In order to begin complicating the problem of homelessness we invited the director of San Jose Obrero Mission, Israel Vargas, to speak to us.  He shared with us that there are two main reasons he sees people become homeless.  First, that people cannot get or keep a high paying job because of mental illness, low education, drug addictions, or crime.  And the second predictor of homelessness is when an individual loses the support of his or her family, usually for reasons related to why they can’t obtain or keep a job.

Israel shared with the students that he knows this information first hand because he himself was homeless.  I could see the students becoming very confused because this well-spoken man in a fancy suit didn’t fit their preexisting image of a homeless person.  With their curiosities piqued, we have agreed to regularly volunteer at the shelter to learn more.  We will be cleaning the children’s play space, eating lunch with the families, and developing pen-pal relationships with some of the residents.

The students will raise money for Obrero Mission so that they can continue to house and help hundreds of people.  The students are beginning to understand how essential having allies is to the process. We can’t do it alone and we should not think we have to.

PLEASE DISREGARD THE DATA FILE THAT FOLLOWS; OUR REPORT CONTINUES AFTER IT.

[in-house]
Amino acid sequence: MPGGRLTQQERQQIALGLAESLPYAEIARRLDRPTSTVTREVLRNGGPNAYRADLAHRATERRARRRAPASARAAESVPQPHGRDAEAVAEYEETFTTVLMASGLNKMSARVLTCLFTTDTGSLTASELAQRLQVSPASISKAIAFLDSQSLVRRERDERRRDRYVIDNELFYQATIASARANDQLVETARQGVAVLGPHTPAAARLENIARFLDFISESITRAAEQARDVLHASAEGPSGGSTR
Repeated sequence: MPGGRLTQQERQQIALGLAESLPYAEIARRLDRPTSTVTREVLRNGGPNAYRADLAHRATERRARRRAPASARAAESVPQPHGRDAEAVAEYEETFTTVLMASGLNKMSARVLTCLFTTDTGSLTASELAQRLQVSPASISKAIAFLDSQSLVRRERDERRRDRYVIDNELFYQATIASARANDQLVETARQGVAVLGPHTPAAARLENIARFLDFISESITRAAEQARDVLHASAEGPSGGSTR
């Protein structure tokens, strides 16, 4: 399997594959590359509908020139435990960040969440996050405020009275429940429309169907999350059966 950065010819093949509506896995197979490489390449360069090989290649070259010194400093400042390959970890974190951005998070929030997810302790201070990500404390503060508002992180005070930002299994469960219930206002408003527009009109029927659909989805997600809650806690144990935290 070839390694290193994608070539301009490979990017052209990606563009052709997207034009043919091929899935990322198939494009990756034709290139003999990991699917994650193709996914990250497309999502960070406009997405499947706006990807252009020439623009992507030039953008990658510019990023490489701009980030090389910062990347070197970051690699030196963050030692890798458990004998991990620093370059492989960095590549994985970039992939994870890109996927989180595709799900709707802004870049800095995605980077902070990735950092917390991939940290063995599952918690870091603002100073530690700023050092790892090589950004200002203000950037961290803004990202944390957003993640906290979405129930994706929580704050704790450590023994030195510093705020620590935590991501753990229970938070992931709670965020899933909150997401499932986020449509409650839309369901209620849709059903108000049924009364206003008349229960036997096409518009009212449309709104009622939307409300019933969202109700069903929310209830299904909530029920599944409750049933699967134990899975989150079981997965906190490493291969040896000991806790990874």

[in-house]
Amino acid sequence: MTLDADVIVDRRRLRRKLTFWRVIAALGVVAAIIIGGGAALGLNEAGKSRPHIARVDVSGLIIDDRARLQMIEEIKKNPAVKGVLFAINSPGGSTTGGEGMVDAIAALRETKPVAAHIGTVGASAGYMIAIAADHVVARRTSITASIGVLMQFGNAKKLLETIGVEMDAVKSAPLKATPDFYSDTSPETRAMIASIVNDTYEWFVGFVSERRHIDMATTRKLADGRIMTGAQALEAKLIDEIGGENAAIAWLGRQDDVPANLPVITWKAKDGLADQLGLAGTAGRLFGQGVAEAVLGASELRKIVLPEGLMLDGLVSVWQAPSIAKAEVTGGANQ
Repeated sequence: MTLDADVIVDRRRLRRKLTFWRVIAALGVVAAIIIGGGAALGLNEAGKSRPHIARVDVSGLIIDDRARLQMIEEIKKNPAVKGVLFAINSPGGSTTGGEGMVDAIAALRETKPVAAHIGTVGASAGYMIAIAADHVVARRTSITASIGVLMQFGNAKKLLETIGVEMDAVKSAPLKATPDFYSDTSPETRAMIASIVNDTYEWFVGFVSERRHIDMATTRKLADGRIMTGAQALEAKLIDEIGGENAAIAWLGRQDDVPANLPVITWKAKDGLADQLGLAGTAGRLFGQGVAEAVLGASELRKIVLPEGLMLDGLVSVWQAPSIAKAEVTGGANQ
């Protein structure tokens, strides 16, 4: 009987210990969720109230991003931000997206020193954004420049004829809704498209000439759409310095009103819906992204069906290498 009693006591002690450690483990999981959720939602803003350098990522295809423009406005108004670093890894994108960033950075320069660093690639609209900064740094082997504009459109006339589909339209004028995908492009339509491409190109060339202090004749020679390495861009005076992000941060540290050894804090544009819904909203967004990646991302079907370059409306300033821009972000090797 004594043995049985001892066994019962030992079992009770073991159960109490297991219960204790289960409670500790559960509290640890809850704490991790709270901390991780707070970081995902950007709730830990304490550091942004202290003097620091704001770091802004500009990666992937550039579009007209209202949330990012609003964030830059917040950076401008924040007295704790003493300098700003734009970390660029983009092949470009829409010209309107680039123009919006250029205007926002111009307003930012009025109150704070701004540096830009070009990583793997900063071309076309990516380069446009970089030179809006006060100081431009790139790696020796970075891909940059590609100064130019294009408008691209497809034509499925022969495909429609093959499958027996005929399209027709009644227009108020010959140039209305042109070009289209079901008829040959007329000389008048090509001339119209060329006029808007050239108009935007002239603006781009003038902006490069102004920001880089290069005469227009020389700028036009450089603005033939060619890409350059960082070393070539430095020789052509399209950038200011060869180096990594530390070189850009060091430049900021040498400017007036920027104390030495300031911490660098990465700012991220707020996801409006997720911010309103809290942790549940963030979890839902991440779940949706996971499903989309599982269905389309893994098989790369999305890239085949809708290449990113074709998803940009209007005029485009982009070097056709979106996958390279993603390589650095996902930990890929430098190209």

While we will volunteer, organize a healthy food drive with the Chicago Food Depository, and create care packages for the residents, I want my young activists to understand the more structural aspects of homelessness as well.

I want them to understand the challenges related to obtaining a living wage, inflated housing prices, unchecked mental illness, redlining, and the meticulous problems with funding.   We partnered with the Chicago Coalition for the Homeless and are working on the No Youth Alone project where we are personally delivering valentine letters to Governor Quinn urging him to reinstate funding for many homeless youth programs.  We are also working on the Jobs Project, where we will join the Fight for 15 initiative to raise Illinois’ minimum wage.  Our students are ready to be change makers and they will use their newly acquired literacy and personal skills to do all that is in their power.   Community activism starts at whatever age you let someone into the conversation.  We believe our students not only deserve to be part of the conversation, but have something to add.